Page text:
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Lemon

Lemons are so common now that it is surprising to discover how recently they were cultivated in Europe. Although known to the Romans, it was only in the Renaissance and the great age of sea exploration that lemon production really took off.

The uses of lemons vary from cooking to cleaning fluid, where the aromatic scent is often included to mask more invasive chemical smells, while the Vitamin C, or ascorbic acid, in lemon juice is itself a powerful cleaning agent. This has antibacterial and antiseptic properties which can fight off dirt and infections.

It was discovered in the 18th century that including citrus fruit in the diet of seafarers helped reduce the incidence of scurvy, but it wasn't until the 1930s that the existence of vitamin C was deduced and its structure mapped out. Tests then identified the correlation between vitamin C intake and the incidence of scurvy and other skin diseases.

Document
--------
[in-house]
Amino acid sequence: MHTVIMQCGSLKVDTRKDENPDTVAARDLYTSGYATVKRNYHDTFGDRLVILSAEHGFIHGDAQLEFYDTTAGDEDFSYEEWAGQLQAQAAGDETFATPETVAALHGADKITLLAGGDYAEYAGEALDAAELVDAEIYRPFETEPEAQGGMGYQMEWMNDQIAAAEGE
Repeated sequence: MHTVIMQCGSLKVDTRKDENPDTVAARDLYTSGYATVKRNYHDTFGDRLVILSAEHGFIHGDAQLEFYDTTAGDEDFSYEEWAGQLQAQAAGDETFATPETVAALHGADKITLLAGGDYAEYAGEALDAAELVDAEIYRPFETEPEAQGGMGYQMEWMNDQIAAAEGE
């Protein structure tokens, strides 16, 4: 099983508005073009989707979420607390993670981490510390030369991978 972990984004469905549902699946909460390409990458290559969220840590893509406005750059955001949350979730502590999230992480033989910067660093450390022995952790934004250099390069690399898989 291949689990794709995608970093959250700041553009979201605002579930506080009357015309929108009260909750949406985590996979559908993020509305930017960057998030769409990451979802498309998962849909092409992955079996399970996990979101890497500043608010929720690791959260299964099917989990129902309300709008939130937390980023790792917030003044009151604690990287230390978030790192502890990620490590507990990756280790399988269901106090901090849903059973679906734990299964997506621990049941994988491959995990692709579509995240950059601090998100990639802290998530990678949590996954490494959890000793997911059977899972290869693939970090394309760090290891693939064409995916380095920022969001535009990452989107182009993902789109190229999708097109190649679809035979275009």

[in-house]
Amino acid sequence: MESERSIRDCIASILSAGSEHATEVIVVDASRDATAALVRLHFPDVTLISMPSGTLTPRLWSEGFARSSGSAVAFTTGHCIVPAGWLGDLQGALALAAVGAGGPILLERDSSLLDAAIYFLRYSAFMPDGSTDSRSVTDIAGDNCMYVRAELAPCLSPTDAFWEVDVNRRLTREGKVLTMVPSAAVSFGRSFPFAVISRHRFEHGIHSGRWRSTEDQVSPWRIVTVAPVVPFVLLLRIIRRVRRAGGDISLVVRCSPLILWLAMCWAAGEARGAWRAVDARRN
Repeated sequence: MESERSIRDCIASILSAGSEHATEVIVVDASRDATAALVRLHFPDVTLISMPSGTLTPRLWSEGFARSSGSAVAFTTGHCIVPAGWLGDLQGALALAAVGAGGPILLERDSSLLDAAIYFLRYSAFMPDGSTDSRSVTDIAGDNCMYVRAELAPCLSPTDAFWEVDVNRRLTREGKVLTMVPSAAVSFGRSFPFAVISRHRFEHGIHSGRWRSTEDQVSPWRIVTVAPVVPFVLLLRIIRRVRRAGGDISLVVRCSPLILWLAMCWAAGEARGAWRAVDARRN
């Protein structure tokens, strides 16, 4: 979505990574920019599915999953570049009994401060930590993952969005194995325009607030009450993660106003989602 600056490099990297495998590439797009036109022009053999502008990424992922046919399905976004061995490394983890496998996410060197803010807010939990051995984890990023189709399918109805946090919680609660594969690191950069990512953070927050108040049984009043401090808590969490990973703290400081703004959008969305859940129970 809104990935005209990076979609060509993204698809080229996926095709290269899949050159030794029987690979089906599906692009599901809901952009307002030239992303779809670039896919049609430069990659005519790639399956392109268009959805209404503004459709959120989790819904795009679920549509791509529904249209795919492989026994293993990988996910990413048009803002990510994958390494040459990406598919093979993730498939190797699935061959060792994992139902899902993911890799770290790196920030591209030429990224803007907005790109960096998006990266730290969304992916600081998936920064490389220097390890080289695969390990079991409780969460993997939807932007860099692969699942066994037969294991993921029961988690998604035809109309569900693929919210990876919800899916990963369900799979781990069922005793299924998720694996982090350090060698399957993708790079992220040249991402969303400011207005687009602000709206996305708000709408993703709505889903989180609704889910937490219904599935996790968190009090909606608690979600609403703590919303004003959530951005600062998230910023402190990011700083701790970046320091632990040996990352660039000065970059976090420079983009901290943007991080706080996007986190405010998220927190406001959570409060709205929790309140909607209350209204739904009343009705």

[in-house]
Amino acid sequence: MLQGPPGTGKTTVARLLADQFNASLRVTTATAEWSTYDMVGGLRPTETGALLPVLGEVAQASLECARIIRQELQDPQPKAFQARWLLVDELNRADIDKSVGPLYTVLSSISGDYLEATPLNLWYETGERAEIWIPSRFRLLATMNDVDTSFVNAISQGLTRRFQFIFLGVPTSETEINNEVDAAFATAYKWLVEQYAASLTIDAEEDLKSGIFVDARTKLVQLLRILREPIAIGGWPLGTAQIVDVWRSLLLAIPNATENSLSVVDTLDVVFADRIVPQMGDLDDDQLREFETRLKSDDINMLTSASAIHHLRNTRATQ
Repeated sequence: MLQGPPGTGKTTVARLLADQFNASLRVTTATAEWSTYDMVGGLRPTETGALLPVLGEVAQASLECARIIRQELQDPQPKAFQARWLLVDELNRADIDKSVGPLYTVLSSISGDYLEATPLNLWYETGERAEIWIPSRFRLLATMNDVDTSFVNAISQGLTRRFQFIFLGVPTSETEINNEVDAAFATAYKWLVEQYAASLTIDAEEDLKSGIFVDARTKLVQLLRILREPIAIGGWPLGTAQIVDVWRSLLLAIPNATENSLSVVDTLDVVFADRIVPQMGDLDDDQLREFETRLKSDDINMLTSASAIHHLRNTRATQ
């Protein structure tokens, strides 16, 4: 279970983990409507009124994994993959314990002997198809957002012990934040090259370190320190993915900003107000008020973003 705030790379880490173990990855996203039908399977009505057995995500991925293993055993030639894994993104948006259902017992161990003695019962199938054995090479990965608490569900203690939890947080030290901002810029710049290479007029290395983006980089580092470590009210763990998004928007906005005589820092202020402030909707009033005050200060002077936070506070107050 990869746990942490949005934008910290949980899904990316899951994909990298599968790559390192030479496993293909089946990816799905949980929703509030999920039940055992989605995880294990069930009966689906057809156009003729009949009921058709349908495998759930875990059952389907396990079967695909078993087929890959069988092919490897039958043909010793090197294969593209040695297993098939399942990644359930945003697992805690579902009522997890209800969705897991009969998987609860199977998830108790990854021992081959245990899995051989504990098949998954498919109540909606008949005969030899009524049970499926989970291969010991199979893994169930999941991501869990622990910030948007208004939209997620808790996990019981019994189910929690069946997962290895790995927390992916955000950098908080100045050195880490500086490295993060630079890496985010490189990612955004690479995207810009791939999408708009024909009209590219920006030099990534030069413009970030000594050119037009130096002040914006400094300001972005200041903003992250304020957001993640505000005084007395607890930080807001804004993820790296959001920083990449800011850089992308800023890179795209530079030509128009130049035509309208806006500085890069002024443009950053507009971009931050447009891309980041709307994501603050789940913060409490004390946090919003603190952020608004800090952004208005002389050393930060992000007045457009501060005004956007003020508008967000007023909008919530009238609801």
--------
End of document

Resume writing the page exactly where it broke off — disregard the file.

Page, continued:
Lemon juice is still used to treat skin conditions such as age spots, wrinkles and acne, while cosmetic treatments include hair and skin lightening. Vitamin C is also a powerful antioxidant, acting against free radicals to reduce damage in the immune system and fight off serious infections.

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